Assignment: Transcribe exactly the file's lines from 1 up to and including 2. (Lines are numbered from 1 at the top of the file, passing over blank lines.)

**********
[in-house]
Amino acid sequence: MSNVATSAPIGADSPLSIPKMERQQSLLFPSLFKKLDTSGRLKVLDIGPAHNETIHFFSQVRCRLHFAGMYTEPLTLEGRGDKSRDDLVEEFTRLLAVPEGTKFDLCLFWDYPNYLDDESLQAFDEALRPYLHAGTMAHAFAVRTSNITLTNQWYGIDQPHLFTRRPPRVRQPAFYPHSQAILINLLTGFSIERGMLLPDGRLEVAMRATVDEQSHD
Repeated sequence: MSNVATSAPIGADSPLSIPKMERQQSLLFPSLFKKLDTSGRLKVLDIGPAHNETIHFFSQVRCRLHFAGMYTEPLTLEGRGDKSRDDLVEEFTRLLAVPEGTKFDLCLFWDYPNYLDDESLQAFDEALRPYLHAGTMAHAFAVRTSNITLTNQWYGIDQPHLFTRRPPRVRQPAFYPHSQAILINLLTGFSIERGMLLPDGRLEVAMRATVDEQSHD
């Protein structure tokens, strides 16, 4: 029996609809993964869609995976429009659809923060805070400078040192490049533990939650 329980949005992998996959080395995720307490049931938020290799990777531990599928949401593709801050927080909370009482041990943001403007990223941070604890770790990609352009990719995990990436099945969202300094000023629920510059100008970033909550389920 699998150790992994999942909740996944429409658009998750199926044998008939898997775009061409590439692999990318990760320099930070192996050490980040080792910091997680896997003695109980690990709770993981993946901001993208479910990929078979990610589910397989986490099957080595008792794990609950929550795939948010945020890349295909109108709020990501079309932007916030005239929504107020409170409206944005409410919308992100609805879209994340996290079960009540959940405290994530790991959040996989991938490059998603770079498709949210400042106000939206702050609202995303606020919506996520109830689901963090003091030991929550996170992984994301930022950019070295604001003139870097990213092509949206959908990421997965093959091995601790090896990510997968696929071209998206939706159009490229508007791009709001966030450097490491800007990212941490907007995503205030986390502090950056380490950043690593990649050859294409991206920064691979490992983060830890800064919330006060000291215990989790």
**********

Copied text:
[in-house]
Amino acid sequence: MSNVATSAPIGADSPLSIPKMERQQSLLFPSLFKKLDTSGRLKVLDIGPAHNETIHFFSQVRCRLHFAGMYTEPLTLEGRGDKSRDDLVEEFTRLLAVPEGTKFDLCLFWDYPNYLDDESLQAFDEALRPYLHAGTMAHAFAVRTSNITLTNQWYGIDQPHLFTRRPPRVRQPAFYPHSQAILINLLTGFSIERGMLLPDGRLEVAMRATVDEQSHD